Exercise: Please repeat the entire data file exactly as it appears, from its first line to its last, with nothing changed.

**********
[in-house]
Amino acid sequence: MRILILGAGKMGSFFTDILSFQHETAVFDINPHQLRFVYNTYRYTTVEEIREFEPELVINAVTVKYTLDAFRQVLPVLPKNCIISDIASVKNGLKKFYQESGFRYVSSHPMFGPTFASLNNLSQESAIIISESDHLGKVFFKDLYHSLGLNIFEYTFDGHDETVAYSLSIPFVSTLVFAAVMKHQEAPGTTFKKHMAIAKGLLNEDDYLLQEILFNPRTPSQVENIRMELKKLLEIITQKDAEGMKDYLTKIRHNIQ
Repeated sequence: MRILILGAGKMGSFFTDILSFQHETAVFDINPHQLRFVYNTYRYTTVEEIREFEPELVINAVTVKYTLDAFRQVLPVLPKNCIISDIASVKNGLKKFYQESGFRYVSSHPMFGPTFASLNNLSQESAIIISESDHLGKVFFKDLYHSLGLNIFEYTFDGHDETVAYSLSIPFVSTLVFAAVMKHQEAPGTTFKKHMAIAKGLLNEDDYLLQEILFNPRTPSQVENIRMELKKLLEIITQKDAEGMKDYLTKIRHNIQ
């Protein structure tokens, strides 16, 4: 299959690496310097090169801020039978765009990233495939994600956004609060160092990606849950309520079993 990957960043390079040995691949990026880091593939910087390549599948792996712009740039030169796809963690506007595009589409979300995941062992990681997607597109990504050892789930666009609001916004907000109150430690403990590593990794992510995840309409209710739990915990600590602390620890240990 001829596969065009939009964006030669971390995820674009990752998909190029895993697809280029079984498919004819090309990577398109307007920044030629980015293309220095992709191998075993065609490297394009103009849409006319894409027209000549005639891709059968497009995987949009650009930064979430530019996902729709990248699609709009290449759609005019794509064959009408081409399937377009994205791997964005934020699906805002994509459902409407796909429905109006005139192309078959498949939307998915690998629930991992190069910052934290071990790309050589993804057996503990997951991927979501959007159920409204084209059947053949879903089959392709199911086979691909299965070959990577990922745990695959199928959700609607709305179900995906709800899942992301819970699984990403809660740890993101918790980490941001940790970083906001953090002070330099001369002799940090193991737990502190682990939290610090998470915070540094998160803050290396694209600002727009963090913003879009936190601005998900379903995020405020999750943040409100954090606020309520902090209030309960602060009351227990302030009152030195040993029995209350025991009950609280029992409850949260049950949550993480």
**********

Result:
[in-house]
Amino acid sequence: MRILILGAGKMGSFFTDILSFQHETAVFDINPHQLRFVYNTYRYTTVEEIREFEPELVINAVTVKYTLDAFRQVLPVLPKNCIISDIASVKNGLKKFYQESGFRYVSSHPMFGPTFASLNNLSQESAIIISESDHLGKVFFKDLYHSLGLNIFEYTFDGHDETVAYSLSIPFVSTLVFAAVMKHQEAPGTTFKKHMAIAKGLLNEDDYLLQEILFNPRTPSQVENIRMELKKLLEIITQKDAEGMKDYLTKIRHNIQ
Repeated sequence: MRILILGAGKMGSFFTDILSFQHETAVFDINPHQLRFVYNTYRYTTVEEIREFEPELVINAVTVKYTLDAFRQVLPVLPKNCIISDIASVKNGLKKFYQESGFRYVSSHPMFGPTFASLNNLSQESAIIISESDHLGKVFFKDLYHSLGLNIFEYTFDGHDETVAYSLSIPFVSTLVFAAVMKHQEAPGTTFKKHMAIAKGLLNEDDYLLQEILFNPRTPSQVENIRMELKKLLEIITQKDAEGMKDYLTKIRHNIQ
């Protein structure tokens, strides 16, 4: 299959690496310097090169801020039978765009990233495939994600956004609060160092990606849950309520079993 990957960043390079040995691949990026880091593939910087390549599948792996712009740039030169796809963690506007595009589409979300995941062992990681997607597109990504050892789930666009609001916004907000109150430690403990590593990794992510995840309409209710739990915990600590602390620890240990 001829596969065009939009964006030669971390995820674009990752998909190029895993697809280029079984498919004819090309990577398109307007920044030629980015293309220095992709191998075993065609490297394009103009849409006319894409027209000549005639891709059968497009995987949009650009930064979430530019996902729709990248699609709009290449759609005019794509064959009408081409399937377009994205791997964005934020699906805002994509459902409407796909429905109006005139192309078959498949939307998915690998629930991992190069910052934290071990790309050589993804057996503990997951991927979501959007159920409204084209059947053949879903089959392709199911086979691909299965070959990577990922745990695959199928959700609607709305179900995906709800899942992301819970699984990403809660740890993101918790980490941001940790970083906001953090002070330099001369002799940090193991737990502190682990939290610090998470915070540094998160803050290396694209600002727009963090913003879009936190601005998900379903995020405020999750943040409100954090606020309520902090209030309960602060009351227990302030009152030195040993029995209350025991009950609280029992409850949260049950949550993480």